Data breaches aren’t just something that happens to mega retailers like Target. They also happen to thousands of small businesses every year.
If you own a small business, there are a few important things you need to know about small business data breaches. (This is in addition to ways to prevent data breaches.) Here’s what they are:
- They’re common. A recent study shows that 55 percent of small businesses have had a data breach. What’s more, 53 percent have experienced more than one data breach.
- They’re costly. If many records are compromised, you could easily be looking at thousands of dollars of damage. Some of the more serious small business data breaches have led businesses to close shop.
- They can happen in many different ways. The most common causes of small business data breaches are employee or contractor mistakes; lost or stolen laptops, smart phones and storage media; and procedural mistakes.
- They can take a while to detect. The complexity of today’s technology combined with the sophistication of many hackers can make a data breach fly under the radar for weeks or even months. It took eBay approximately three months to realize that a data breach occurred—and they’re a huge corporation with all kinds of monitoring. As you can imagine, it’s even harder for small business that lack the resources many big businesses have.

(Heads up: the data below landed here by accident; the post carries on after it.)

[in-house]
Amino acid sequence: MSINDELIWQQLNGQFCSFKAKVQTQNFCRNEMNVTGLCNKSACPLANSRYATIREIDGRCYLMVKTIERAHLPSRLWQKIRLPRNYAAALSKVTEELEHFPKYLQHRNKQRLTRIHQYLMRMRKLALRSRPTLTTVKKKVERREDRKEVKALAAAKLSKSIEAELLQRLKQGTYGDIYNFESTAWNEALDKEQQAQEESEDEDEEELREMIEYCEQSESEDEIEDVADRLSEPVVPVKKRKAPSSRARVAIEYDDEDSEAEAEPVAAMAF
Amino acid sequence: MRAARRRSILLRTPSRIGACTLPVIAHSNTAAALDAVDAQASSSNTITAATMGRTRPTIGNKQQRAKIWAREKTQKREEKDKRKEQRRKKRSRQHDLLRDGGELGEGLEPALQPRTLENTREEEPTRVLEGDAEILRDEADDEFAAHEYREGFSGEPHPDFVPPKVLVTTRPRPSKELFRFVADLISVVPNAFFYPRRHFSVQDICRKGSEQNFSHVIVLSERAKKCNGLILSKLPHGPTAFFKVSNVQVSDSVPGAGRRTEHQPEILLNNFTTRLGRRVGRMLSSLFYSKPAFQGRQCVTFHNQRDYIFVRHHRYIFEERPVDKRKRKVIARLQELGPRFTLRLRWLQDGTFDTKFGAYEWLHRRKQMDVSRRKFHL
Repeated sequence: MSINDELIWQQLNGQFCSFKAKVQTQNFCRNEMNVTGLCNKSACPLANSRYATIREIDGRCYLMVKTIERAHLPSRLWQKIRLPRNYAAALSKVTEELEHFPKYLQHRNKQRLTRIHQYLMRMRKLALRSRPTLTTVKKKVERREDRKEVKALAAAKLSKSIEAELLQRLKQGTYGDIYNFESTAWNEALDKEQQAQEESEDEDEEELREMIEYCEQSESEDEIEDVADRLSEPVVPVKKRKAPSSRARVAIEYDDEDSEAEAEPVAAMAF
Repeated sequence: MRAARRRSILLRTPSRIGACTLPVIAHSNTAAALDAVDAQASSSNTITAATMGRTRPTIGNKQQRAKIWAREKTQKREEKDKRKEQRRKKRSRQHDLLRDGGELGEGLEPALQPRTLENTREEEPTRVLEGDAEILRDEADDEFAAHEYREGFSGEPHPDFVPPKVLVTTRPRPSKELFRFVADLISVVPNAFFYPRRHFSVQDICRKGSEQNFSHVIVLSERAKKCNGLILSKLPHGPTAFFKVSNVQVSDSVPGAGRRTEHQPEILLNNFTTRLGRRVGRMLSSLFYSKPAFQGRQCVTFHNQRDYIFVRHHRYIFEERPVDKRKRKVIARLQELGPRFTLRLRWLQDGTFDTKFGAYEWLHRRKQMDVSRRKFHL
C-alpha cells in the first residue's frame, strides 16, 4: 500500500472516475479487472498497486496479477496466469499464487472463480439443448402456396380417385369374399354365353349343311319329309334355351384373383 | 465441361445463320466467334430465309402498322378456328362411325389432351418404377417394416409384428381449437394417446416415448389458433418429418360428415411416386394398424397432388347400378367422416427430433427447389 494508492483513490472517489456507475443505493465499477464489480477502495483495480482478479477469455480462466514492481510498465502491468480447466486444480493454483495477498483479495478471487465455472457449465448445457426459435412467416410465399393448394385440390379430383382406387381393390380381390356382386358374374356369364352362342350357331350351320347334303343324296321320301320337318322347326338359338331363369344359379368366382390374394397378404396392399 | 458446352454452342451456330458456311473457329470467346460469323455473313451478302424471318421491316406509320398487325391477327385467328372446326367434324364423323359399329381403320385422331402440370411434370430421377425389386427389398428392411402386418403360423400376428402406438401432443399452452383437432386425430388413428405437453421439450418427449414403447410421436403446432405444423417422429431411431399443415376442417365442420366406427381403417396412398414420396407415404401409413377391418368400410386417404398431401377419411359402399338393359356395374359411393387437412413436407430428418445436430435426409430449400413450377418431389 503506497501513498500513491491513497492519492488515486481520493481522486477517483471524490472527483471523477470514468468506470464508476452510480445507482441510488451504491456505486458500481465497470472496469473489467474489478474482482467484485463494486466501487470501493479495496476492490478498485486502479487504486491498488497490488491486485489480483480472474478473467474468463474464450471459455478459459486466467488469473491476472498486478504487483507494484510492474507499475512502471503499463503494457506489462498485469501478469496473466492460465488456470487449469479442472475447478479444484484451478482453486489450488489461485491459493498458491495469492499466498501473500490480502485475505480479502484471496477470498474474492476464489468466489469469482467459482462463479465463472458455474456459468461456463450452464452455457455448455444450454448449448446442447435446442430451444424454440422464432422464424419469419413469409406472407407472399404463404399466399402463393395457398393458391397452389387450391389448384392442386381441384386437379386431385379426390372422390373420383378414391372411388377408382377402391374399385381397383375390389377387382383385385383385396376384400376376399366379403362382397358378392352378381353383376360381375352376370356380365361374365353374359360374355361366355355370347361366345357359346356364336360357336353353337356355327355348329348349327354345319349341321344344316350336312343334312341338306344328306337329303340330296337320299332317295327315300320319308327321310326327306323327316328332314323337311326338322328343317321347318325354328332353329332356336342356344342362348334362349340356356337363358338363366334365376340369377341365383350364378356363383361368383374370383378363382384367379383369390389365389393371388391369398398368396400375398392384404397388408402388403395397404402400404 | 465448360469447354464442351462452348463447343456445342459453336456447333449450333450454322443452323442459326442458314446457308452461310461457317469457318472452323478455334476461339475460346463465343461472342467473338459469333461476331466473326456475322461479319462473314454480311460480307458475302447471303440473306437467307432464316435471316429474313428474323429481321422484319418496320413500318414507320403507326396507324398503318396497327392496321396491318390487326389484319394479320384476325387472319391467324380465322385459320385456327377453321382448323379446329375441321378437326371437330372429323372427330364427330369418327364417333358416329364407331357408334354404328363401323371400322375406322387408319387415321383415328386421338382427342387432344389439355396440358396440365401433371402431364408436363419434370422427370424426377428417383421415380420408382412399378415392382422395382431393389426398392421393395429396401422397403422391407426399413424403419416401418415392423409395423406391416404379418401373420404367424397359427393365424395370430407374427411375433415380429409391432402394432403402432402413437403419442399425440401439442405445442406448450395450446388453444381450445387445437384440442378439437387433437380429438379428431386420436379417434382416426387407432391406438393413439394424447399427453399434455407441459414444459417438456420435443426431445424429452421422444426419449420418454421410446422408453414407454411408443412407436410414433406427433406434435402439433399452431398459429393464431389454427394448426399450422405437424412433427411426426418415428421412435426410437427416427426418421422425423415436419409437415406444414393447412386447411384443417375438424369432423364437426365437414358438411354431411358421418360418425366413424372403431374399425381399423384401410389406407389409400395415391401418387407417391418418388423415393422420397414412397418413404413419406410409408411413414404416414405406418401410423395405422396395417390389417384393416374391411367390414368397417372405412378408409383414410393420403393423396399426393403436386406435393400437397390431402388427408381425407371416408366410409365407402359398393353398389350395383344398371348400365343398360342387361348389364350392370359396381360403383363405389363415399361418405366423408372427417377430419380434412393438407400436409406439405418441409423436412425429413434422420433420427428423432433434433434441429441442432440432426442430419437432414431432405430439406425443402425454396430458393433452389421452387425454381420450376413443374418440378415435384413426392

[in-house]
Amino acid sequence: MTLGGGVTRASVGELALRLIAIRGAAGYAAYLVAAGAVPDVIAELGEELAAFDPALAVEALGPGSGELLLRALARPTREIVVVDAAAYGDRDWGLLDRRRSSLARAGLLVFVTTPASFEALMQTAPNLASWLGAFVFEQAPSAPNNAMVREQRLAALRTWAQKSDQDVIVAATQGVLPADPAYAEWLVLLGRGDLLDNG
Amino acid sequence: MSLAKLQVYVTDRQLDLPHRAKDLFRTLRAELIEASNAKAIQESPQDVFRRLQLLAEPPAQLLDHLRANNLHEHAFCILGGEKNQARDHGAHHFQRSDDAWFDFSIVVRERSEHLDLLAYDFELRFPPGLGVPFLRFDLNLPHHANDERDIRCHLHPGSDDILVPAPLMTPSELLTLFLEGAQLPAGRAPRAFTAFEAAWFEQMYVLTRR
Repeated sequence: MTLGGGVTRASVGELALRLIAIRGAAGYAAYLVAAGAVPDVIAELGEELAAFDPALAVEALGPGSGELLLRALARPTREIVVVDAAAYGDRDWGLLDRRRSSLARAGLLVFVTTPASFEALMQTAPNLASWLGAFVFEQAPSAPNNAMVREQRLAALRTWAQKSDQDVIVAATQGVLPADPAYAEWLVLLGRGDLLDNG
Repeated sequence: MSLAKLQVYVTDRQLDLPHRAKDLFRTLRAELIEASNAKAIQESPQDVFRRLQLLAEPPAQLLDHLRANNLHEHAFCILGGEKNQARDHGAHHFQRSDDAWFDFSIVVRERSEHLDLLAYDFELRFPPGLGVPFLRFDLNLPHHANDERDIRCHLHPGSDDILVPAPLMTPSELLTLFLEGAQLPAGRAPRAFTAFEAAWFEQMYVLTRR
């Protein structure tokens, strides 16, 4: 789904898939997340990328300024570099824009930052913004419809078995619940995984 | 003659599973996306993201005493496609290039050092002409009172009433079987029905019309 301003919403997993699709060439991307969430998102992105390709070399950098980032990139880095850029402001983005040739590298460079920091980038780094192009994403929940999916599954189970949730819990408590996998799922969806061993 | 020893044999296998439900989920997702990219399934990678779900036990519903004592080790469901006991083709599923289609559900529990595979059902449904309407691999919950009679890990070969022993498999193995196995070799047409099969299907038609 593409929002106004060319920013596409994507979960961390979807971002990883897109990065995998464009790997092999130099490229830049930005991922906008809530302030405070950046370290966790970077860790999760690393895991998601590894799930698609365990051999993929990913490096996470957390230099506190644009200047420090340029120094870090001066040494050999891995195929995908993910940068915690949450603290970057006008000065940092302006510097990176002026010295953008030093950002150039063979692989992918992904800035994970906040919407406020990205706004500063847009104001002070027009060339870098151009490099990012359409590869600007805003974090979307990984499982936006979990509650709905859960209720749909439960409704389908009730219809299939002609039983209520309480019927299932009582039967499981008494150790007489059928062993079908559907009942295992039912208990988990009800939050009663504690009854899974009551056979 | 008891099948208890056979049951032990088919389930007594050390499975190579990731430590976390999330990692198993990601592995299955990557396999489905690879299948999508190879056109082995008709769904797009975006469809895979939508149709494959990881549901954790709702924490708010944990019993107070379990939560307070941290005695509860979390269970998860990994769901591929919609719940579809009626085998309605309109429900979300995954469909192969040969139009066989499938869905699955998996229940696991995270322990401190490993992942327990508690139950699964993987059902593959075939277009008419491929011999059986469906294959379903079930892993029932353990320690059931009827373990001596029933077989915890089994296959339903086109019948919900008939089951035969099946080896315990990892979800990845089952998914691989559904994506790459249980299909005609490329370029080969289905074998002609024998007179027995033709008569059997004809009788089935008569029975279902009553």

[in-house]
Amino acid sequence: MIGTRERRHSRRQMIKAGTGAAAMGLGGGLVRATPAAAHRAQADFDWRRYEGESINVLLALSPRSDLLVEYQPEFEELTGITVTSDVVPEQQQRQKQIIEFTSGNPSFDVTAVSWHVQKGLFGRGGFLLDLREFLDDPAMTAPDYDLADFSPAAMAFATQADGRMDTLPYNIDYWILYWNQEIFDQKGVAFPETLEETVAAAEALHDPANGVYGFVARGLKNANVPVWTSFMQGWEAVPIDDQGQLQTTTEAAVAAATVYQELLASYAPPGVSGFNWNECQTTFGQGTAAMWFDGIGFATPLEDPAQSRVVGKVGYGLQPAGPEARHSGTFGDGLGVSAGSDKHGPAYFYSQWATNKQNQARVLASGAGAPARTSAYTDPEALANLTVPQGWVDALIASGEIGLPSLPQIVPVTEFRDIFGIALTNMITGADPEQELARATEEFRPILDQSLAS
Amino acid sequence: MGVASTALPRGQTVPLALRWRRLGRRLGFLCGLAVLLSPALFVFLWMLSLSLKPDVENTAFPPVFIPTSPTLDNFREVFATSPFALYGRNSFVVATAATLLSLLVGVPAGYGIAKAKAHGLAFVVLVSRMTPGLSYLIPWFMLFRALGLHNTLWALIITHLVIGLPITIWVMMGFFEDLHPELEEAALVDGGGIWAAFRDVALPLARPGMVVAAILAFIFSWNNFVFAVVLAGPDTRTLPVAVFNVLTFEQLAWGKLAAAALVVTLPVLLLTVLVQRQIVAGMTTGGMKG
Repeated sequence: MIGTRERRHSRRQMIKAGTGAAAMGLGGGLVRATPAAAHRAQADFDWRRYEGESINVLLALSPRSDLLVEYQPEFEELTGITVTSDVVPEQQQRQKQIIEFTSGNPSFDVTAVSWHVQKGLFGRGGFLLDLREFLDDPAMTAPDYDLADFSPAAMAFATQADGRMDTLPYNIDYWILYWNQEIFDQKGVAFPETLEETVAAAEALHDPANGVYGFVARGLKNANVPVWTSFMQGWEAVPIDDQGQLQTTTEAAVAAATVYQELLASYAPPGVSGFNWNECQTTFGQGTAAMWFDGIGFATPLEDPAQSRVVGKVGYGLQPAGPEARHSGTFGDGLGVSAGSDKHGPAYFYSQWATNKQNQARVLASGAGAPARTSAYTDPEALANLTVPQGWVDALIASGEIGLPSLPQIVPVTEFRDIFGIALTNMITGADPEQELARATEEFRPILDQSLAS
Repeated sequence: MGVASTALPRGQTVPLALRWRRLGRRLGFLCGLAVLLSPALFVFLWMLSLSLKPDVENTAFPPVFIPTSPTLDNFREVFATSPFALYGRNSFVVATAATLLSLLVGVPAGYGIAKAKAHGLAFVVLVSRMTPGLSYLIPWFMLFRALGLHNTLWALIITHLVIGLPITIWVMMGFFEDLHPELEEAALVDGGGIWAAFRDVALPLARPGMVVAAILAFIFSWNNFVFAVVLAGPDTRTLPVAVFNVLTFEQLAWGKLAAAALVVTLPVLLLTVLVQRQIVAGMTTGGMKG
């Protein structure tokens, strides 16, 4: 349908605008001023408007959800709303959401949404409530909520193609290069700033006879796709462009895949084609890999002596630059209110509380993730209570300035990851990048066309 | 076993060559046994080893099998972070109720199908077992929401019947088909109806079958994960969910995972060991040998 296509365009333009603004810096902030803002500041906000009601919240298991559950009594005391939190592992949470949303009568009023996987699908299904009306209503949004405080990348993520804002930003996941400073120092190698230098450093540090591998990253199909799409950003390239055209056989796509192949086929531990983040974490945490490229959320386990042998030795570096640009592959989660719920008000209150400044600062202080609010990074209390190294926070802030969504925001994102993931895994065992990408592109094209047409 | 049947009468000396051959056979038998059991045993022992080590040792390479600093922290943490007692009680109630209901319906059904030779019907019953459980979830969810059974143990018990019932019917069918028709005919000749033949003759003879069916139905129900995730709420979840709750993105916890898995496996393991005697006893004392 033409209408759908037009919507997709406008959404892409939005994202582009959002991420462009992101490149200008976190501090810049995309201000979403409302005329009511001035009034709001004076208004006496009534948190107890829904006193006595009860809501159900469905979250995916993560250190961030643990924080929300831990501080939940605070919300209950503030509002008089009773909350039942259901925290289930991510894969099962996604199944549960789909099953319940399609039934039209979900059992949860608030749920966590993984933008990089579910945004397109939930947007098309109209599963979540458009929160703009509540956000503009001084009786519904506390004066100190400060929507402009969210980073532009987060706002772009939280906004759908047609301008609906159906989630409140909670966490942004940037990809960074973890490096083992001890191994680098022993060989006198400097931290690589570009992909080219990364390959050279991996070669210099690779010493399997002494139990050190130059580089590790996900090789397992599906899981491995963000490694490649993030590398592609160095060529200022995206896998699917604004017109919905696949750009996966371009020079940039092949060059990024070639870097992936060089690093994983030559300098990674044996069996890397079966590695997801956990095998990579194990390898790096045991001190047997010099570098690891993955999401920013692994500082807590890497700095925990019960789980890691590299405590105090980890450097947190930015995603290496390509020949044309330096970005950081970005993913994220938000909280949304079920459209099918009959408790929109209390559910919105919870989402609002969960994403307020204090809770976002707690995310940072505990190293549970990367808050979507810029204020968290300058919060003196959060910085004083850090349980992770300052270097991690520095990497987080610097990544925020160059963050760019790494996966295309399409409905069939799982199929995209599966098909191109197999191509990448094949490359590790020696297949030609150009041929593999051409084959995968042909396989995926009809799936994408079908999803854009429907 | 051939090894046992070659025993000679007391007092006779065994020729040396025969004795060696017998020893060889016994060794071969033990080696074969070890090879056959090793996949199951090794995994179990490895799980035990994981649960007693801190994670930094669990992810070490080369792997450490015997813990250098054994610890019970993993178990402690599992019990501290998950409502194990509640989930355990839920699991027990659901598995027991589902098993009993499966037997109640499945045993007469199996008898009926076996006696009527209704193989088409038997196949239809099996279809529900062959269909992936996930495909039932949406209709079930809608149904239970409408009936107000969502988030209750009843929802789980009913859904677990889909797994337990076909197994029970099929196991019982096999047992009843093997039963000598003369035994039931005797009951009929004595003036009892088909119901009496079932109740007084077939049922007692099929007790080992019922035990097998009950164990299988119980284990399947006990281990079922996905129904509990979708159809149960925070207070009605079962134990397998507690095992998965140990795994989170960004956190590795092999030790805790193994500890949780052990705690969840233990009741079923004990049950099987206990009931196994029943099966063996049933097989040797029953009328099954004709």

- They may legally require you to take action. Forty-six states require that businesses contact any individuals whose private, nonpublic information is exposed through a data breach. Despite this, only 33 percent of small businesses that have a data breach notify affected individuals.
Having the right data security procedures in place can help prevent small business data breaches. But a data breach can happen even if you’re doing everything right. That’s why you’ll want to consider getting data breach insurance coverage for your business. It will help you overcome an incident in which your customers’ or employees’ nonpublic, personal information is compromised.
Some business policies automatically include data breach coverage while others require you to add it separately. Talk with a knowledgeable professional like an Erie Insurance Agent to learn more about this increasingly important business coverage.